Friday, February 12, 2021

On the allocation of photon-budgets for light sources.

I am making a real-time Photon Mapper, called Practica Boxel.

Photon Mapping is an algorithm that computes Global Illumination for a scene. This means that unlike traditional real-time rendering techniques, it does not merely compute the direct illumination, but it also considers light that is diffusely reflected from an object, onto another object. This is an incredibly expensive technique, since there are near infinite paths that a photon can take from a lightsource, into your eye. Hence, most GI images are either very slow to compute, or very noisy.

The Photon Mapping algorithm is O(N) in the number of photons (linear.) Or traditionally, even worse than that, as you cannot store a photon in a kD tree in O(1). But my underlying photon storage does have O(1), so in this case, the total algorithm stays at O(N) and thus scales linearly.

Henrik Wann Jensen, the author of the Photon Mapping algorithm, mentions that you can keep the photon count independent from the number of light sources. If you increase the number of light sources in your scene, you do not necessarily need to increase the number of photons that you shoot. So far so good.

But still, I would like to prioritize my light sources, so that the sources that influence the scene illumination the most, shoot the most photons. I need to allocate a photon budget for each light source.

And this brings me to an interesting problem to solve. If my camera roams freely in the world, I need to pick out which lightsources are closest to the camera. These sources are more likely to affect the illumination of the parts in the scene that are close to the camera.

My photon mapper has an additional requirement: for fast indexing, I need my light-source count to be a power of 2. So if there are 9 sources in the world, I actually need to feed my computational kernel 16 sources, some of which are copies. A source that is represented twice can simply be scaled down in brightness, so that both copies combine to the same power output.

It would be beneficial to have the light source furthest away from the original 9, be the one that is not duplicated, and shooting fewer photons (only half of the duplicated ones.)

But I don't have to stop at merely duplication. I could just create 256 light-sources out of the original 9, and do this in such a way that a very nearby light (e.g. a head-mounted light) could get many copies. Let's say 20 of them. And have the street lamp, all the way at the far end of the street be represented by just one. Once fired, those photons have to be scaled of course: even though the street lamp only shoots a few, those that it does shoot, have higher power, whereas our 20-fold duplicated head-lamp shoots much more faint photons. However, the count is really high, so that the noise up-close to the camera is lower.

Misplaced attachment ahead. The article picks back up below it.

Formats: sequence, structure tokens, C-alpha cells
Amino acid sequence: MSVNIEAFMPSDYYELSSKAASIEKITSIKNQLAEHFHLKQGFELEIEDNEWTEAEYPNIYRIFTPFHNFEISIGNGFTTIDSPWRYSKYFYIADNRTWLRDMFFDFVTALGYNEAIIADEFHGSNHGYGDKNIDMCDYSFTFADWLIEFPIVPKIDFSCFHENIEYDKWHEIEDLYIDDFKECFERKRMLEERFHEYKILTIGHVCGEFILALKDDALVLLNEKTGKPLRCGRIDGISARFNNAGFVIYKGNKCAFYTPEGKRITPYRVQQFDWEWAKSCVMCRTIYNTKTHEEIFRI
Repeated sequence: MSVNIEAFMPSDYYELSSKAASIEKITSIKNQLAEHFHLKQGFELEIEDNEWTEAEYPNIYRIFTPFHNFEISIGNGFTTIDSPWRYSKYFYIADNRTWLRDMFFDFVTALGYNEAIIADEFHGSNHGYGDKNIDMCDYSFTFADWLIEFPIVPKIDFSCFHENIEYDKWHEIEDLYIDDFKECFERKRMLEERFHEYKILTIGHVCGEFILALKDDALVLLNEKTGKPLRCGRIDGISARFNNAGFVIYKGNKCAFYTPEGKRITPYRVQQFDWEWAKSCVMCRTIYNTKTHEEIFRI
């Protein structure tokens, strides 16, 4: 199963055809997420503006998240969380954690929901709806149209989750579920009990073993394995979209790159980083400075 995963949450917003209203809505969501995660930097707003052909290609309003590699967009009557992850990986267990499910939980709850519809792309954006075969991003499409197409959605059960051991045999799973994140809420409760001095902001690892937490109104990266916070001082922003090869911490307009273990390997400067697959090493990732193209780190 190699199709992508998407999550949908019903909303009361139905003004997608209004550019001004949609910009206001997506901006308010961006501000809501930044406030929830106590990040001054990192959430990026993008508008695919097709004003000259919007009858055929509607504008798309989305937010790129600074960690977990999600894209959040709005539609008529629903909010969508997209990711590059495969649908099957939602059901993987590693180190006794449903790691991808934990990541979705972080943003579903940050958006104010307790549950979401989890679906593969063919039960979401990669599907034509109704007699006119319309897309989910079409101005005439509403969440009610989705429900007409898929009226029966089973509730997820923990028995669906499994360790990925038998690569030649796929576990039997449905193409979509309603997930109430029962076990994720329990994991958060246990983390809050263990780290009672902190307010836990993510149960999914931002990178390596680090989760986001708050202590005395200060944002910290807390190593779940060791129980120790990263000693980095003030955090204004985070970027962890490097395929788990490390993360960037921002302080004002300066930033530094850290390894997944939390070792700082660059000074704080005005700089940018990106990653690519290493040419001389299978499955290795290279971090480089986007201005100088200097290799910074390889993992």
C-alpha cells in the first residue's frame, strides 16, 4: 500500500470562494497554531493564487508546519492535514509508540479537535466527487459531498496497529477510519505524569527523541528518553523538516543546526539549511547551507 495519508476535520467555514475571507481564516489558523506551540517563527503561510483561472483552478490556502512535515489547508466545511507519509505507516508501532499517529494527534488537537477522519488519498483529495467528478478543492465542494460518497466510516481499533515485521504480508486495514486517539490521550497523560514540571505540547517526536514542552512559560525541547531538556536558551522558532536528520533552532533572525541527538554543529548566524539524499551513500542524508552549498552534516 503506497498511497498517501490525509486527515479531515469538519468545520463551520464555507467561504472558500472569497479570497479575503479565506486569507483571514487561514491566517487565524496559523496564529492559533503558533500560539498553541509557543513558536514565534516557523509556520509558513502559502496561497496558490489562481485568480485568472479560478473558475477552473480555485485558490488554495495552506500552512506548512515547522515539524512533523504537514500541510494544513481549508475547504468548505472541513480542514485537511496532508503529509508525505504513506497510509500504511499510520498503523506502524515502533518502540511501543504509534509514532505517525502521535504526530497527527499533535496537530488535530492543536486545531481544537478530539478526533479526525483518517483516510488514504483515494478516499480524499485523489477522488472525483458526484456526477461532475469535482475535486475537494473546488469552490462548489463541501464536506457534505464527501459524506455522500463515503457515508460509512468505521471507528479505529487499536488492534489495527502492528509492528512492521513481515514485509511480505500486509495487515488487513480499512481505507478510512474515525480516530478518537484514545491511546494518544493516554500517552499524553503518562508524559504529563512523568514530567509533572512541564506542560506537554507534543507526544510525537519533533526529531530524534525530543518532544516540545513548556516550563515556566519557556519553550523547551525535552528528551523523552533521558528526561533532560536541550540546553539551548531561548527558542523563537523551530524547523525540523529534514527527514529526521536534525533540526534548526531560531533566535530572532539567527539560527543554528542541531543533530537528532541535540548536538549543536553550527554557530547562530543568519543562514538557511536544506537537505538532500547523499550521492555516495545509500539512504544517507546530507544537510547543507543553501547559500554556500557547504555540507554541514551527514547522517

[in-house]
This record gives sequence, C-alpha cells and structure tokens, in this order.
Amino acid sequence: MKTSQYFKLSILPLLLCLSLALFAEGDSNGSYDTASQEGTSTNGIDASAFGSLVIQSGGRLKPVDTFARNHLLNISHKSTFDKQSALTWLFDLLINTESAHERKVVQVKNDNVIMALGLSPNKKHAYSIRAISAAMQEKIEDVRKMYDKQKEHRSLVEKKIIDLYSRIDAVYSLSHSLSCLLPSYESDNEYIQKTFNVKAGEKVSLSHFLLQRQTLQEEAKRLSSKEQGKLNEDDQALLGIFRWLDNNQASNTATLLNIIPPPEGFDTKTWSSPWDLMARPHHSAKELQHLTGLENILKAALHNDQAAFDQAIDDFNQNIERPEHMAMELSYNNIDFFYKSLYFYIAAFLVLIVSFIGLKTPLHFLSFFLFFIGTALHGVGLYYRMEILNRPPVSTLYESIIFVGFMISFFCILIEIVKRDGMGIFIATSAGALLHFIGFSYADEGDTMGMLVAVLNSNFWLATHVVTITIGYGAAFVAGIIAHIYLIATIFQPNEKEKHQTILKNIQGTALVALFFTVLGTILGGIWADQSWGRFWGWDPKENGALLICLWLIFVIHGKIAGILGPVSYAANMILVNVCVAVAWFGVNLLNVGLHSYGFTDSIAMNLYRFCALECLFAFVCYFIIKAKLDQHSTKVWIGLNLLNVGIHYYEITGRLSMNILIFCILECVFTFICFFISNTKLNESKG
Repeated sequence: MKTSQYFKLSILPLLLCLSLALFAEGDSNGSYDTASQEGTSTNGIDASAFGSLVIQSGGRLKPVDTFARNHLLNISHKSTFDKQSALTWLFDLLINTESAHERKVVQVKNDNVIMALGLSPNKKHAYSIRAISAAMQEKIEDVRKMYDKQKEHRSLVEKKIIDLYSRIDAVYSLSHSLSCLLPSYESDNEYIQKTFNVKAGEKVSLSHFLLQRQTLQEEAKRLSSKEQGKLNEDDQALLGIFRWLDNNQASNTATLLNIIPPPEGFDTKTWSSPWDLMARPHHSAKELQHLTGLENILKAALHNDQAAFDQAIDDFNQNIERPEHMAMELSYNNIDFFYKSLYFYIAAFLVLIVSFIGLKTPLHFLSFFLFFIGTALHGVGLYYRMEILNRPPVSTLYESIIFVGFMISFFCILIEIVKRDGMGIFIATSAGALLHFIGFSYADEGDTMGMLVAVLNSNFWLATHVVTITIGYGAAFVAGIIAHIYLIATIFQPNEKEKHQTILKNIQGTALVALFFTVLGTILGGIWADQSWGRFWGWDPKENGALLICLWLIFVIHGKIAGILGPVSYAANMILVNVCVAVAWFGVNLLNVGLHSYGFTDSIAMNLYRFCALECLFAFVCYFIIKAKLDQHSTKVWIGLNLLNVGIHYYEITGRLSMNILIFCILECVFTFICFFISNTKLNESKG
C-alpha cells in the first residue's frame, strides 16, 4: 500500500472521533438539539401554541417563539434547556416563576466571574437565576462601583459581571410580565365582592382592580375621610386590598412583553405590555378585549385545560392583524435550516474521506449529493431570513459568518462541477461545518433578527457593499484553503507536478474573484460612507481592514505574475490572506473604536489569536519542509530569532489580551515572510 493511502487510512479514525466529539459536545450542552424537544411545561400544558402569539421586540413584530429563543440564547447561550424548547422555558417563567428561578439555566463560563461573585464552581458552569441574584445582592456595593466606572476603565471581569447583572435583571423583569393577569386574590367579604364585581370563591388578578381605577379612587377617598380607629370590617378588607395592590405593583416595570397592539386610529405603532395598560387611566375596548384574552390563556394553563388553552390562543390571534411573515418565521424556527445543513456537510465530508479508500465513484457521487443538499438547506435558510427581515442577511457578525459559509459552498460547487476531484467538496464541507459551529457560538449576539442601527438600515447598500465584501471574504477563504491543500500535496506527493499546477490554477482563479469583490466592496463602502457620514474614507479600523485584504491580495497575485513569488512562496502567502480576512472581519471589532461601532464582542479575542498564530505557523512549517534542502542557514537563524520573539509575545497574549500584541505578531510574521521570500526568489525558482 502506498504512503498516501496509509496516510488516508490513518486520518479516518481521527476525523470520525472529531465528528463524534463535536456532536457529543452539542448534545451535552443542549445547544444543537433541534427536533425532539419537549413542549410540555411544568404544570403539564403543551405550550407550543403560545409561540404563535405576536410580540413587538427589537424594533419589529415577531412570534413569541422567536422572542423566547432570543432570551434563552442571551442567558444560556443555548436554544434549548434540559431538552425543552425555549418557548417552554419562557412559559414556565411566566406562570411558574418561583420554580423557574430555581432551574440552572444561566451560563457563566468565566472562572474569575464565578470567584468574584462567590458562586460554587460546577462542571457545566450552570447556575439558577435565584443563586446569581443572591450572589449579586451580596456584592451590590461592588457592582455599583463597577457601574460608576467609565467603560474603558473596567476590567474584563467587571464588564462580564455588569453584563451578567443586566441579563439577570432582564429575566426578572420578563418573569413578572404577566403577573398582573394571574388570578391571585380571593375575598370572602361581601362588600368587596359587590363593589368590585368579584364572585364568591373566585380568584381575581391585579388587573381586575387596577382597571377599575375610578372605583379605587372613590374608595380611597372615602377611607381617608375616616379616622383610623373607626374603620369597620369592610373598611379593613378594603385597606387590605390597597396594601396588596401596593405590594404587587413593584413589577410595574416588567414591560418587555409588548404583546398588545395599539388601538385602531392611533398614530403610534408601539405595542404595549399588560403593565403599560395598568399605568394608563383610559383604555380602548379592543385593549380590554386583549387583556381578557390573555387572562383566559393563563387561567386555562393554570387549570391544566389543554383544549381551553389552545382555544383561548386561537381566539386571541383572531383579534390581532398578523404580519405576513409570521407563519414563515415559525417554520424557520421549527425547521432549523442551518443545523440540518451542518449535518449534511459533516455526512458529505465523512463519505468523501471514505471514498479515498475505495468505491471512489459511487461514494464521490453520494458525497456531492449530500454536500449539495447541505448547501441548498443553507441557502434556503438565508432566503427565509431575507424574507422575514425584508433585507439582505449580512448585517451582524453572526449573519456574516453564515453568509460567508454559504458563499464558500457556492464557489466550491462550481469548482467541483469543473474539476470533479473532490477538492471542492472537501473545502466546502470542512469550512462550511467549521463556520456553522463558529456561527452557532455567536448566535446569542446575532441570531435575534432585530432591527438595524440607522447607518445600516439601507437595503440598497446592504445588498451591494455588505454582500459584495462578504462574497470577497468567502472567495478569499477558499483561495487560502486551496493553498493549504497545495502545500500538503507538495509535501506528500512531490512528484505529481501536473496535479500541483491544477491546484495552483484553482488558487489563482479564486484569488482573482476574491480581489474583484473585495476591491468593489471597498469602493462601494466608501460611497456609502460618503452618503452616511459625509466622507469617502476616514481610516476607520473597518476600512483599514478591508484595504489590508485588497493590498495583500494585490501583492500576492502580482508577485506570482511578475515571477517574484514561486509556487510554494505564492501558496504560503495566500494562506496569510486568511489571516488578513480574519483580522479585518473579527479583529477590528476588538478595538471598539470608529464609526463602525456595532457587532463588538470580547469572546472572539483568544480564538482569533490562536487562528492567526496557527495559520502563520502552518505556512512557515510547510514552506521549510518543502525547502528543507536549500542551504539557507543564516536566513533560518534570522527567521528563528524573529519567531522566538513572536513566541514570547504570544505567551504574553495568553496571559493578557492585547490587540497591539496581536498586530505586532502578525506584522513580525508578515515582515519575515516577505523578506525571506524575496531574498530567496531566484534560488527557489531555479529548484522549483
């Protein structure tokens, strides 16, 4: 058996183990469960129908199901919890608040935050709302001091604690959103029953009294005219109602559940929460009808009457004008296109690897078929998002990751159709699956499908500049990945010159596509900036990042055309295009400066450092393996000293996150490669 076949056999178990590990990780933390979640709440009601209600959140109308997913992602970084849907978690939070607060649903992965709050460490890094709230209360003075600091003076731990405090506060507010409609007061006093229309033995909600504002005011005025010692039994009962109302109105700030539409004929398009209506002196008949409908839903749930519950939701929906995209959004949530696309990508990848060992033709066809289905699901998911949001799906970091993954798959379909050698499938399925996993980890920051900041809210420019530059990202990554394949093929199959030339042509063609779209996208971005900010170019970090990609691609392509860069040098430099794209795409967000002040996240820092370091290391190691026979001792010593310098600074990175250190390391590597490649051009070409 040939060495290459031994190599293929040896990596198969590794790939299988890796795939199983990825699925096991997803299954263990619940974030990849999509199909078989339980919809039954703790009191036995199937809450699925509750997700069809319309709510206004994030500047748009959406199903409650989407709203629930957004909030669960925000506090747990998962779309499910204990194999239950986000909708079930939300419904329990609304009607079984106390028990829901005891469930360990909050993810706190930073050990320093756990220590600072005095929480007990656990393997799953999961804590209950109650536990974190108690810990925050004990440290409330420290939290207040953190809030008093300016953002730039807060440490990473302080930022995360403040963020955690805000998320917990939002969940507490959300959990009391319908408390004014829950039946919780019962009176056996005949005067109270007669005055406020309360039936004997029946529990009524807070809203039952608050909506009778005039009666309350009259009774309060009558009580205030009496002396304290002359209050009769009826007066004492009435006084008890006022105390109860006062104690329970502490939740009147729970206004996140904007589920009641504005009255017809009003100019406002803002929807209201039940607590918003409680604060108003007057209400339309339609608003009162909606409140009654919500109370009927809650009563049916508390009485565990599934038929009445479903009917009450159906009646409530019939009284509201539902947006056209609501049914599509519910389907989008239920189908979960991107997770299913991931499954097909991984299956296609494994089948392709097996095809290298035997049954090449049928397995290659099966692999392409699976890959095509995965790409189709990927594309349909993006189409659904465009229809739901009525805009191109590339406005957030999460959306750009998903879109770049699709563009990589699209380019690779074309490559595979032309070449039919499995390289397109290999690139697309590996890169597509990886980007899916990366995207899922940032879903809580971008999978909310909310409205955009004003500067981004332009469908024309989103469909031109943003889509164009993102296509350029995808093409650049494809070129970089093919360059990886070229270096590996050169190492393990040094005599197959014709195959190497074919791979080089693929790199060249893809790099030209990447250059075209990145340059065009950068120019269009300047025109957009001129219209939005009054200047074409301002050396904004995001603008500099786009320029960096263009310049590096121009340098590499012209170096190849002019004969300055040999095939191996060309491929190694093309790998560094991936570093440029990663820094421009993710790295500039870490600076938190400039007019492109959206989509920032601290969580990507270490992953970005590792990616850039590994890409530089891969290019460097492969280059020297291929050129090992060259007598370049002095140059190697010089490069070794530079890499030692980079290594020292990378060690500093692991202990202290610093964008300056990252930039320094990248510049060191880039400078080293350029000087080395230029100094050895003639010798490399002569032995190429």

So here we have my interesting problem:

  • Given N light sources L1..LN...
  • With distances to the camera D0..DN...
  • How to map them onto M (which is 2ᵏ) virtual sources LV1..LVM...
  • So that if source Q is F times further from the camera than source R...
  • It is mapped roughly F times less often onto the LV set than source R.
  • k Can be chosen freely, up to, let's say, 10.

This seems a non trivial problem to solve, so I am leaning towards a simplified version of it, where I classify each original source L as:

  • FAR
  • MED
  • NEAR
And subsequently assign them to 1,2,3 or 4 virtual sources. After adding up the assignments, round up to a power of 2, and distribute the remainder T to the T nearest sources. Scale down the power of each virtual source depending on the representation count.

I'll report back once I have implemented this, and evaluated how it behaves under a roaming camera in a larger scene.


In the end, I went for a slightly different approach: allocate (k * distance) emitters for each lightsource. I do a binary search for a value of k that results in a total emitter count of 128. Done.